|Boris Nemsic: looking|
for further acquisitions
to the south and east
Boris Nemsic is the CEO of Mobilkom Austria, the mobile division of the Austrian incumbent, and is COO of the group's various wireless activities. And we were at the 3GSM conference in Barcelona.
So perhaps it was understandable that, when the first question in the interview was: "What are your plans for Telekom Austria?" he misunderstood and started to answer about Mobilkom.
But that won't last long. When we spoke it was barely a month since Telekom Austria had announced that Heinz Sundt had decided to resign as CEO with effect from the company's annual meeting on May 23.
In the same announcement the company said that, from the following day, Nemsic would take over. He will be not only CEO of Telekom Austria, but will continue as CEO of Mobilkom Austria.
So where some incumbents have decided to announce their intention to reintegrate their fixed and mobile operations with some drama, and of course some share transactions, the Austrians appear to have done it simply by announcing that one person will head the two businesses.
The reality will, naturally, be revealed after May 24 as Nemsic builds his team and develops his strategy. But meanwhile he can be tempted to express some initial ideas about the converged world of the fixed-mobile future.
Nemsic does not fit the stereotype of an Austrian businessman. That's because he's not. He was born 49 years ago in Sarajevo, then in Yugoslavia but now, after a brutal civil war in the 1990s, the capital of Bosnia Herzegovina. He trained as an engineer, and moved to Austria in his 20s as an academic, before working for telecoms equipment manufacturers in Austria, Switzerland and Germany. He's been with Mobilkom for nine years, having joined as a network planner.
All pictures show him with a characteristic stubble on his chin — just as he was at the interview at 3GSM. So, back to the original question: what are your plans? "To continue a successful business," he says. "One of the major points which we've already announced — we are following a horizontal expansion in Serbia and Bosnia Herzegovina, and this is the main point for this year."
Telekom Austria already has interests in neighbouring Balkan countries. Nemsic himself once headed VIPnet, the company's mobile operation in Croatia. "In Bosnia Herzegovina there is a tender that has been announced, which should be in April or May, for a fixed and mobile operation, with roughly 500,000 mobile customers and roughly 300,000 fixed customers."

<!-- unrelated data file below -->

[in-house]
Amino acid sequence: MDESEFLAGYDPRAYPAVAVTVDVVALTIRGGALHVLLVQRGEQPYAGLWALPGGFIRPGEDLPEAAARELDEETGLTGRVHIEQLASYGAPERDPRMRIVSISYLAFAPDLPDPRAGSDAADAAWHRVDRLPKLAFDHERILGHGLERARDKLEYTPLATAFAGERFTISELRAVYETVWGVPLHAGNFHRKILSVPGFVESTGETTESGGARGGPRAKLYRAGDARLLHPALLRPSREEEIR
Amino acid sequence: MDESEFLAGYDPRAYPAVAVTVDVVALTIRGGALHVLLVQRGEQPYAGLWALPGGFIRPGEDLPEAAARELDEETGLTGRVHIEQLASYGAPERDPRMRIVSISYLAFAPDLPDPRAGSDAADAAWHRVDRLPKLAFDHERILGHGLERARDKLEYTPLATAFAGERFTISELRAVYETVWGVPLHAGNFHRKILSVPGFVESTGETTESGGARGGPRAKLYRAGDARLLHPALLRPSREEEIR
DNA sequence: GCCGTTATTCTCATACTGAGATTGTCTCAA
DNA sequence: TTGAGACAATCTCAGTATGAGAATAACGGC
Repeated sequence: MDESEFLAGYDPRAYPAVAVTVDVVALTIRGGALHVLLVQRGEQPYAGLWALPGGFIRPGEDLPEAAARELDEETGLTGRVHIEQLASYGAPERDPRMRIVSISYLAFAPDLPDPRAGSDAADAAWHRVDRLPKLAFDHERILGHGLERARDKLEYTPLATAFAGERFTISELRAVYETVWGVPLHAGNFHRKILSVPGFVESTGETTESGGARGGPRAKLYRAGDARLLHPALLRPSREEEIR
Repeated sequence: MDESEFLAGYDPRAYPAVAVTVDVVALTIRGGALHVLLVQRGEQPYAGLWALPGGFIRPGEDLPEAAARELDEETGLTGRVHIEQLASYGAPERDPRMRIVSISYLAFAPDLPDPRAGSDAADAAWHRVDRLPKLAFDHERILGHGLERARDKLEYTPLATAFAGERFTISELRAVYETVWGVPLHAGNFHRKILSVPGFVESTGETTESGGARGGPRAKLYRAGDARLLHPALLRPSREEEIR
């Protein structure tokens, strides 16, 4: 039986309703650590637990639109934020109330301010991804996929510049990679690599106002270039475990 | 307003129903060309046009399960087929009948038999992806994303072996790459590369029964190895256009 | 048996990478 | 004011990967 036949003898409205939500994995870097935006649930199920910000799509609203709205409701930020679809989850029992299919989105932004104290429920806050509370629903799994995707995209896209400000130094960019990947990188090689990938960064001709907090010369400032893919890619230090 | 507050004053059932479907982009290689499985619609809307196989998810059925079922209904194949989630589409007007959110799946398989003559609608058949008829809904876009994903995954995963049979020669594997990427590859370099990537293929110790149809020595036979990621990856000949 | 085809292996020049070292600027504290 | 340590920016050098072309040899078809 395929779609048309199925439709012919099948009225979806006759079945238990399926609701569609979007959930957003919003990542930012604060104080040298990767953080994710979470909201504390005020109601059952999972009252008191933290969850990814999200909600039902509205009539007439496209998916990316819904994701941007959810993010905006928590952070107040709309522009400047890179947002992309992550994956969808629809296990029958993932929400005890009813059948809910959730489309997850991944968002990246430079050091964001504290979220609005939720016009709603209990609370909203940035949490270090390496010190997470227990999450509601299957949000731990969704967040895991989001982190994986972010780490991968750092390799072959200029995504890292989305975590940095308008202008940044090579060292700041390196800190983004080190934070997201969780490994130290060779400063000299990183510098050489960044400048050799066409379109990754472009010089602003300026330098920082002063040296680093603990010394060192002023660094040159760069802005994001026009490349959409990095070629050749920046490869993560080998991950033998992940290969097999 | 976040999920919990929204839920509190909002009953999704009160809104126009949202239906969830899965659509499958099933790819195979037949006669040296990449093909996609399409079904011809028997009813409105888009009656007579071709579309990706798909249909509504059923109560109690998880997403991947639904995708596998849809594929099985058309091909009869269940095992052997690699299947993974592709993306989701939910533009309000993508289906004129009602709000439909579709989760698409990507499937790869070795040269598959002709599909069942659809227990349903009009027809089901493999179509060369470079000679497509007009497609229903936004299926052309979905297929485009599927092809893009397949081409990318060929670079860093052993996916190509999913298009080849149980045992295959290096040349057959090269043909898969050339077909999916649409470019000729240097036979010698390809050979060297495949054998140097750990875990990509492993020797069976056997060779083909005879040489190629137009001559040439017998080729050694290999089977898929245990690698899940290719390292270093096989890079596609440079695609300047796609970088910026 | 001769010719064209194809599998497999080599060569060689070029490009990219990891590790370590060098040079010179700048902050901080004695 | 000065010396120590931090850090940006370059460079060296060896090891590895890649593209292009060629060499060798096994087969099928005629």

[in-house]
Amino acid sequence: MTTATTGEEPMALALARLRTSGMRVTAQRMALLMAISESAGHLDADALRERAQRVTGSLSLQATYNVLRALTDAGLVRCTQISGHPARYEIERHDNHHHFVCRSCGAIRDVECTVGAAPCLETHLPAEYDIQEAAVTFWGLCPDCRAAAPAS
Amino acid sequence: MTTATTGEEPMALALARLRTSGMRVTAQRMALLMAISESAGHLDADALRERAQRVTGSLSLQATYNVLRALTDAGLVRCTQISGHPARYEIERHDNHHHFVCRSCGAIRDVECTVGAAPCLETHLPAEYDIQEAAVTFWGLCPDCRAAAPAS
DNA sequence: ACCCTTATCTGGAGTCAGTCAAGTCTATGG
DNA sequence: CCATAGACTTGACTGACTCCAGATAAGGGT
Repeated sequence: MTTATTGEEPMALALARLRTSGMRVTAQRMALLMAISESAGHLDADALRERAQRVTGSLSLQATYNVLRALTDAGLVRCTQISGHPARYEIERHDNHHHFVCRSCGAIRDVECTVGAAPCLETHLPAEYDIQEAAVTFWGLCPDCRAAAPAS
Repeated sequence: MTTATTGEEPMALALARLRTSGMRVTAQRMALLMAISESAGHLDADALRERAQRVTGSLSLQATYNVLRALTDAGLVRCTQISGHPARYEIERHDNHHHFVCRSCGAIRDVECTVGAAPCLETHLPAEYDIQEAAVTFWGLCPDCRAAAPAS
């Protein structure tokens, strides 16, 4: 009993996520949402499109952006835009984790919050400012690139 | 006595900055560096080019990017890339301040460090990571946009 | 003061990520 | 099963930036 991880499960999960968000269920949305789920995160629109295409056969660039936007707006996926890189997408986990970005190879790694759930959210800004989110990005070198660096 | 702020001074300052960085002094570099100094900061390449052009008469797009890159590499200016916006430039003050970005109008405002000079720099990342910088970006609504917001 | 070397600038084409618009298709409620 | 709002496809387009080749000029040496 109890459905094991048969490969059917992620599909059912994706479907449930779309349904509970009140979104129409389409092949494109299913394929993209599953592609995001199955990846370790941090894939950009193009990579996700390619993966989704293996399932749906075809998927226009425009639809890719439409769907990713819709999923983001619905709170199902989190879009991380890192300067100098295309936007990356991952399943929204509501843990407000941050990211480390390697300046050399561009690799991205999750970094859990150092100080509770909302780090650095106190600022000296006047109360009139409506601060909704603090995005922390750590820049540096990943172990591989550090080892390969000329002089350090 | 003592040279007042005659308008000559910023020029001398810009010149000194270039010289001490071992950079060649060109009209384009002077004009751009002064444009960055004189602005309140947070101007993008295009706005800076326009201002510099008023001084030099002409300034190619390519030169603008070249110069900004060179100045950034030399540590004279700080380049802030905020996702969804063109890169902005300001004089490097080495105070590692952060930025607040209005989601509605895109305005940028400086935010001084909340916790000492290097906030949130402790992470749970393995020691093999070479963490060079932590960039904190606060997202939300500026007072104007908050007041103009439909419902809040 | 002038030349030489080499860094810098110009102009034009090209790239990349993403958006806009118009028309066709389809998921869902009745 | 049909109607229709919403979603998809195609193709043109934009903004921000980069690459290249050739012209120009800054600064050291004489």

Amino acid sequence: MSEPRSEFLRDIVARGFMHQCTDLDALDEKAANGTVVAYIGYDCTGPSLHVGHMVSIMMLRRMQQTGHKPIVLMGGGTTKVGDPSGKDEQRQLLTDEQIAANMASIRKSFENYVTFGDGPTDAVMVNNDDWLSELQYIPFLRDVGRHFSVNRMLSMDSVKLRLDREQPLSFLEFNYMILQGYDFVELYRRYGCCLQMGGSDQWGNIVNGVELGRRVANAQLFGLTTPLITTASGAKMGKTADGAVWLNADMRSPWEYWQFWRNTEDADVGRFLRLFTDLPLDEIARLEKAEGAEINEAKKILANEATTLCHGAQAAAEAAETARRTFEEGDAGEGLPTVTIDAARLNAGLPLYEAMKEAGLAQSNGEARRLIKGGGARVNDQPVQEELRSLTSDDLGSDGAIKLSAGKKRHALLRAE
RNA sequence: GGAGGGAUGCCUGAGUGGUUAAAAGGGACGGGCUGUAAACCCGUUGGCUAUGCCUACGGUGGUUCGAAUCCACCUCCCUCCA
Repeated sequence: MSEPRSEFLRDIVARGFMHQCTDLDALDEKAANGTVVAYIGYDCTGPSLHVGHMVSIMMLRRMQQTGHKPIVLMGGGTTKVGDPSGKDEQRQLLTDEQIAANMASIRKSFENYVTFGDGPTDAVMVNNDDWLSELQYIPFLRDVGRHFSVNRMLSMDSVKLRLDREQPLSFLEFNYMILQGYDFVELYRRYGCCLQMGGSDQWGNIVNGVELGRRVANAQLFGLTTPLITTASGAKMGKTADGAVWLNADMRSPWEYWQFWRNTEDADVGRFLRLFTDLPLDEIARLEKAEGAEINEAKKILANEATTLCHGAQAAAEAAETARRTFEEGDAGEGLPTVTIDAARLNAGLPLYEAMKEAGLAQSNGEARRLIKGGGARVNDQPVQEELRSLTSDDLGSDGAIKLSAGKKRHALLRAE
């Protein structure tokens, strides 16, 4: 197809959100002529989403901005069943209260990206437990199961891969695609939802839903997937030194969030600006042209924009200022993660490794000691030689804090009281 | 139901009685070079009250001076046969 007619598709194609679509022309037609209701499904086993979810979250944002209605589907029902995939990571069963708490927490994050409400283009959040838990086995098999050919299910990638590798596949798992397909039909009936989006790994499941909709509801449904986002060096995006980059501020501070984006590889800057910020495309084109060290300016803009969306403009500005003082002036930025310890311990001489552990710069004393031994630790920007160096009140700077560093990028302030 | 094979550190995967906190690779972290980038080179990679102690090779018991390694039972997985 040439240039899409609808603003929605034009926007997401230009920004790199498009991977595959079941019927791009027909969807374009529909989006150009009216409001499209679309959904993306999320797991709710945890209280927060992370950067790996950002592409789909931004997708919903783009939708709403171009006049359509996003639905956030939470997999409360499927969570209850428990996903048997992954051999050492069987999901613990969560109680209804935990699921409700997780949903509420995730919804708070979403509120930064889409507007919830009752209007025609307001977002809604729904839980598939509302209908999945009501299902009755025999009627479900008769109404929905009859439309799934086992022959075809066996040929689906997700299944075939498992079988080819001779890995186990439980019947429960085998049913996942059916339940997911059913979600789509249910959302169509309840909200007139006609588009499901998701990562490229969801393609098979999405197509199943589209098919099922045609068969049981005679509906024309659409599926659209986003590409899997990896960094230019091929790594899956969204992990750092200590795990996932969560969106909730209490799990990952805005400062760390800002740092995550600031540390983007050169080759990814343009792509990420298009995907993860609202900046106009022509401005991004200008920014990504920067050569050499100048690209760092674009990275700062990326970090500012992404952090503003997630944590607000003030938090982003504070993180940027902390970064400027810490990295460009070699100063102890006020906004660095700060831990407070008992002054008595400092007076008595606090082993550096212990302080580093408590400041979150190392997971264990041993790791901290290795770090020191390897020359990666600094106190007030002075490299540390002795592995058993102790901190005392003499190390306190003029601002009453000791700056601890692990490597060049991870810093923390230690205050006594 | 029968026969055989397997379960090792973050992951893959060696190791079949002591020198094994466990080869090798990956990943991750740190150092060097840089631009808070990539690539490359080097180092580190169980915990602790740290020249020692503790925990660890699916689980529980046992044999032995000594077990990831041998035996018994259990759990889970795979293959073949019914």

The company that Mobilkom will be bidding for has a full nationwide licence in Bosnia Herzegovina. "They are now number two there, but they have good potential," he says. "There will be a tough race for it. Others will bid, but we think we have some advantages in the region. We know it very well. So we will run for it."
In Serbia it's more complicated. Mobtel "which we have been heading for, lost its licence in December, and the government decided to withdraw the licence". Now the company is under state control. But Mobilkom is working with the government and private investors "to find some next steps which will bring the licence and the assets so we can take over later on".
The exact procedure is not year clear, says Nemsic. There will be tendering process, "especially because the licence must be tendered", but he is sure that Mobilkom "can compete, no problem at all".
He seems confident, then, of the chances that operations in Bosnia Herzegovina and in Serbia will shortly join the Mobilkom business, alongside its existing central and eastern European interests — VIPnet in Croatia and Si.mobil in neighbouring Slovenia, both also parts of the former Yugoslavia, plus Mobilkom Liechtenstein. A recent addition is Mobiltel in Bulgaria, owned directly by parent company Telekom Austria.
Is he looking at other opportunities for expansion? "It's always a question of what is available, and that changes from day to day. There are no named projects at the moment. We are watching the area and I am sure something will appear down the road."
How far afield does Nemsic define his boundaries? Where will he look for acquisitions? Vodafone recently made a purchase in Turkey.
"Turkey's a big place," says Nemsic. And at the same time Vodafone sold its Swedish operation. "That's interesting," he says: "A smart, tough move, because it's obvious that big boys are better in big markets, and small or medium sizes — as we are — are better in small markets. It's very good if this kind of reshaping takes place."
He doesn't quite specify where he's looking, except "east and south of Austria", a term which pretty much describes what he's already invested in, or declared his intention — in this interview — to invest in; unless other opportunities arise in places such as Hungary, Romania, Albania or Greece.
Mobilkom is looking outside Austria for its growth opportunities because mobile penetration is 106%. However, in December the company recorded "an all time high in net adds in the history of the company" in its Austrian home market. "If you ask me where the people are coming from, I cannot give you a complete answer. But however we are happy that people are coming. We have passed the number of 3.4 million customers."
Mobilkom's share in the contract market is growing, he says. "We are not speaking about growth in unnamed pre-paid but substantial growth in post-paid. Our post-paid growth rate was roughly 8%, and that's with a penetration of 106%."